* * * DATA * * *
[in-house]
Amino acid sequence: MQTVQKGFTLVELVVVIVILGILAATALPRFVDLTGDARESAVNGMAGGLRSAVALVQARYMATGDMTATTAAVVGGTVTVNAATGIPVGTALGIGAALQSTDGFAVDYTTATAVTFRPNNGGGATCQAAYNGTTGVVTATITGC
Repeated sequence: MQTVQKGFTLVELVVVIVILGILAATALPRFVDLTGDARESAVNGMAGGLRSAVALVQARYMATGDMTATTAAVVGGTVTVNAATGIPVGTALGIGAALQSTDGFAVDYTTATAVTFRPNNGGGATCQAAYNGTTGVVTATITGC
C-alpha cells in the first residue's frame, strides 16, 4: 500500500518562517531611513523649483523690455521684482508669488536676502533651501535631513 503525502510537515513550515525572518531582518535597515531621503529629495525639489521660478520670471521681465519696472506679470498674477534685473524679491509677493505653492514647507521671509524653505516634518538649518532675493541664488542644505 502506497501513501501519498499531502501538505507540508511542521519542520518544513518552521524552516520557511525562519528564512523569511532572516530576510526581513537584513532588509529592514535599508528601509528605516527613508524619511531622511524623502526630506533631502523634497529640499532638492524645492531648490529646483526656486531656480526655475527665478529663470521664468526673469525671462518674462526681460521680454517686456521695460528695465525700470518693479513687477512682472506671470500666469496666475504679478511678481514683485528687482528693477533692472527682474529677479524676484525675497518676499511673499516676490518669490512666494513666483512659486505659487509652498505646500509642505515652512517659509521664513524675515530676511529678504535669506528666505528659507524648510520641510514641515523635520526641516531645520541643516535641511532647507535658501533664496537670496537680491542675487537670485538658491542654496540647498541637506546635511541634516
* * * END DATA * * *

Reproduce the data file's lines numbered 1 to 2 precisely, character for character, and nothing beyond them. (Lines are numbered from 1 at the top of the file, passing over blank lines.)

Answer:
[in-house]
Amino acid sequence: MQTVQKGFTLVELVVVIVILGILAATALPRFVDLTGDARESAVNGMAGGLRSAVALVQARYMATGDMTATTAAVVGGTVTVNAATGIPVGTALGIGAALQSTDGFAVDYTTATAVTFRPNNGGGATCQAAYNGTTGVVTATITGC